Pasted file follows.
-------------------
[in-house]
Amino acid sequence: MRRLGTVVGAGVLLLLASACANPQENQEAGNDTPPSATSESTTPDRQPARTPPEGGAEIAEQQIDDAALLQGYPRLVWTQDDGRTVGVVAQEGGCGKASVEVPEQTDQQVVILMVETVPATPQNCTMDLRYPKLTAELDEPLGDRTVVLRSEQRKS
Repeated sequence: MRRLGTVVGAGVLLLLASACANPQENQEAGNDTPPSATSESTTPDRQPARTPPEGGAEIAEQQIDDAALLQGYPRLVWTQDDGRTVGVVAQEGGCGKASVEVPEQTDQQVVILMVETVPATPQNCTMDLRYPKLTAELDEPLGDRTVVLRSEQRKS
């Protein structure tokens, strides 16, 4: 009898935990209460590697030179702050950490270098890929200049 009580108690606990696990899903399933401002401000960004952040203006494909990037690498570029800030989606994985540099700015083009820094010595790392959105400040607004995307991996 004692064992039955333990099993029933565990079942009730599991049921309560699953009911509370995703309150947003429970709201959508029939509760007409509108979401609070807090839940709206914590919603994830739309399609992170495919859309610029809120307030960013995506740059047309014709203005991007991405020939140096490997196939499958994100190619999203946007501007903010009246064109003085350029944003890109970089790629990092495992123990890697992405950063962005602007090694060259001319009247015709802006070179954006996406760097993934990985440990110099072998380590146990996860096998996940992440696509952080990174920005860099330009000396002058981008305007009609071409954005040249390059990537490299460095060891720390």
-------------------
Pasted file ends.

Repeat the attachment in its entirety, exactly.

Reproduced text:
[in-house]
Amino acid sequence: MRRLGTVVGAGVLLLLASACANPQENQEAGNDTPPSATSESTTPDRQPARTPPEGGAEIAEQQIDDAALLQGYPRLVWTQDDGRTVGVVAQEGGCGKASVEVPEQTDQQVVILMVETVPATPQNCTMDLRYPKLTAELDEPLGDRTVVLRSEQRKS
Repeated sequence: MRRLGTVVGAGVLLLLASACANPQENQEAGNDTPPSATSESTTPDRQPARTPPEGGAEIAEQQIDDAALLQGYPRLVWTQDDGRTVGVVAQEGGCGKASVEVPEQTDQQVVILMVETVPATPQNCTMDLRYPKLTAELDEPLGDRTVVLRSEQRKS
């Protein structure tokens, strides 16, 4: 009898935990209460590697030179702050950490270098890929200049 009580108690606990696990899903399933401002401000960004952040203006494909990037690498570029800030989606994985540099700015083009820094010595790392959105400040607004995307991996 004692064992039955333990099993029933565990079942009730599991049921309560699953009911509370995703309150947003429970709201959508029939509760007409509108979401609070807090839940709206914590919603994830739309399609992170495919859309610029809120307030960013995506740059047309014709203005991007991405020939140096490997196939499958994100190619999203946007501007903010009246064109003085350029944003890109970089790629990092495992123990890697992405950063962005602007090694060259001319009247015709802006070179954006996406760097993934990985440990110099072998380590146990996860096998996940992440696509952080990174920005860099330009000396002058981008305007009609071409954005040249390059990537490299460095060891720390």